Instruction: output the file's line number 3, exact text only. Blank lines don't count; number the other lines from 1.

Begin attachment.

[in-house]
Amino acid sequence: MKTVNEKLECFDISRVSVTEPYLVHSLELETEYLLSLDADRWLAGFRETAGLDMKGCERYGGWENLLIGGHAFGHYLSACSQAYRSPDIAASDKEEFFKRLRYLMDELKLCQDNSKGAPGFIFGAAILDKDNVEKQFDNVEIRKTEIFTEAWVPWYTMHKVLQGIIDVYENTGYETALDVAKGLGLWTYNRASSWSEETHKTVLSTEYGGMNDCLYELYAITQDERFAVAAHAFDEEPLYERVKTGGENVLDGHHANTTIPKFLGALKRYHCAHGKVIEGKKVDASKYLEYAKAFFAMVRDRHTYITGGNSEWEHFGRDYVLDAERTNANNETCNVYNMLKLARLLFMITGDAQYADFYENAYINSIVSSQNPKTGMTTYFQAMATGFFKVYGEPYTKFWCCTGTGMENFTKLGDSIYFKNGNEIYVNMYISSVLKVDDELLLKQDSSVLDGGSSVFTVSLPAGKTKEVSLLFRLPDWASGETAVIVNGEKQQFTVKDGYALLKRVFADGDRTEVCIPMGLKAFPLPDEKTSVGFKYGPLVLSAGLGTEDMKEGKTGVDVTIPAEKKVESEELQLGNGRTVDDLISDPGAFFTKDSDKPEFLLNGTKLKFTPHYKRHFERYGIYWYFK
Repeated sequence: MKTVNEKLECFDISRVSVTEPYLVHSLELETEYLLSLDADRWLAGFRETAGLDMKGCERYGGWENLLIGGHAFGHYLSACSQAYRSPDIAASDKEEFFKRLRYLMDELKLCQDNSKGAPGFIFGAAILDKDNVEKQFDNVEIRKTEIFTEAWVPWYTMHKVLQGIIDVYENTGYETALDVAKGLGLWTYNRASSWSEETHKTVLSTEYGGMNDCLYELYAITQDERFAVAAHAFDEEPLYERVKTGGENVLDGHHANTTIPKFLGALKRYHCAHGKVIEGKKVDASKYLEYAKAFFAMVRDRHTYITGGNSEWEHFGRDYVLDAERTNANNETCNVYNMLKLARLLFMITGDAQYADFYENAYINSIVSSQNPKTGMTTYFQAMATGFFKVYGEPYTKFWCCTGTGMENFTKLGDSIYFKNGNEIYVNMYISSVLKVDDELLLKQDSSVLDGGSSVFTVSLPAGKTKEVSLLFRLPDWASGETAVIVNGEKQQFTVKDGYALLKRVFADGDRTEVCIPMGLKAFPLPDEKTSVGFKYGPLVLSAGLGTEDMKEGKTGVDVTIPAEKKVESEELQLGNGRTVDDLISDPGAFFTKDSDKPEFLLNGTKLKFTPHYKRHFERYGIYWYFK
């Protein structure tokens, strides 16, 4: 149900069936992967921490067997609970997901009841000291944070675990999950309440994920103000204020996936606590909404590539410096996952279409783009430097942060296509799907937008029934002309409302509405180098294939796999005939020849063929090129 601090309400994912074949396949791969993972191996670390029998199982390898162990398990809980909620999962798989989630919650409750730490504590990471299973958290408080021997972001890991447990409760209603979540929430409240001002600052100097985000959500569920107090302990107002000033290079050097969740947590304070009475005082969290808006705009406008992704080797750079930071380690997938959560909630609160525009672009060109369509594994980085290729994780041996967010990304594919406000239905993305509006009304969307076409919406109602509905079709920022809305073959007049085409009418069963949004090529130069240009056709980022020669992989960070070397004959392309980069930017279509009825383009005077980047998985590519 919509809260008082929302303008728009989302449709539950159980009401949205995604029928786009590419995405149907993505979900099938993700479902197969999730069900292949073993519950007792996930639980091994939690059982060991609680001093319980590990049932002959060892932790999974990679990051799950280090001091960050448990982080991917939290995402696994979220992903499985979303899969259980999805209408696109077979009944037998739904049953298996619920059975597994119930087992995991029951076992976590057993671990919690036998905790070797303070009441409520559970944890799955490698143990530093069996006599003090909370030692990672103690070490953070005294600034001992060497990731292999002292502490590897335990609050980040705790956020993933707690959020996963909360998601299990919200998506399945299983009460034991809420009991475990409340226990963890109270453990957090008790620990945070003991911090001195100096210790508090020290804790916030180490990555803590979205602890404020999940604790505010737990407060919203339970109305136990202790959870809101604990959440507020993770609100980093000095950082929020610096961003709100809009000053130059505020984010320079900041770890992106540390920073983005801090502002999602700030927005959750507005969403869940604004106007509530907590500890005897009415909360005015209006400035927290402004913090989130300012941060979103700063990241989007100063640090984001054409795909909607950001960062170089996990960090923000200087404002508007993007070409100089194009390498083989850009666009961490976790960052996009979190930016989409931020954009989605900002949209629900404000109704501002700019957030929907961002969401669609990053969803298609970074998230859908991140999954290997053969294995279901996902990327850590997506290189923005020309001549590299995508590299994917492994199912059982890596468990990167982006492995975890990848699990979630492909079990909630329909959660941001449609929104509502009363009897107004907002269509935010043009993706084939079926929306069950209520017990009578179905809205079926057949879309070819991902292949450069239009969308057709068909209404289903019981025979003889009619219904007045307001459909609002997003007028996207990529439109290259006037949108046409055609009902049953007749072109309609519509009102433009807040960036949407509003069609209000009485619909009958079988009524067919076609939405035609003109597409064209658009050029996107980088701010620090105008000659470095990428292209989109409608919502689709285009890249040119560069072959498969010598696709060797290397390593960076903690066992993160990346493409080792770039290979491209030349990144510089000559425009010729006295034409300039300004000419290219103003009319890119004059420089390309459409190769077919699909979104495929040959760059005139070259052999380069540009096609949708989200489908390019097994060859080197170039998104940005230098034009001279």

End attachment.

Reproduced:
Repeated sequence: MKTVNEKLECFDISRVSVTEPYLVHSLELETEYLLSLDADRWLAGFRETAGLDMKGCERYGGWENLLIGGHAFGHYLSACSQAYRSPDIAASDKEEFFKRLRYLMDELKLCQDNSKGAPGFIFGAAILDKDNVEKQFDNVEIRKTEIFTEAWVPWYTMHKVLQGIIDVYENTGYETALDVAKGLGLWTYNRASSWSEETHKTVLSTEYGGMNDCLYELYAITQDERFAVAAHAFDEEPLYERVKTGGENVLDGHHANTTIPKFLGALKRYHCAHGKVIEGKKVDASKYLEYAKAFFAMVRDRHTYITGGNSEWEHFGRDYVLDAERTNANNETCNVYNMLKLARLLFMITGDAQYADFYENAYINSIVSSQNPKTGMTTYFQAMATGFFKVYGEPYTKFWCCTGTGMENFTKLGDSIYFKNGNEIYVNMYISSVLKVDDELLLKQDSSVLDGGSSVFTVSLPAGKTKEVSLLFRLPDWASGETAVIVNGEKQQFTVKDGYALLKRVFADGDRTEVCIPMGLKAFPLPDEKTSVGFKYGPLVLSAGLGTEDMKEGKTGVDVTIPAEKKVESEELQLGNGRTVDDLISDPGAFFTKDSDKPEFLLNGTKLKFTPHYKRHFERYGIYWYFK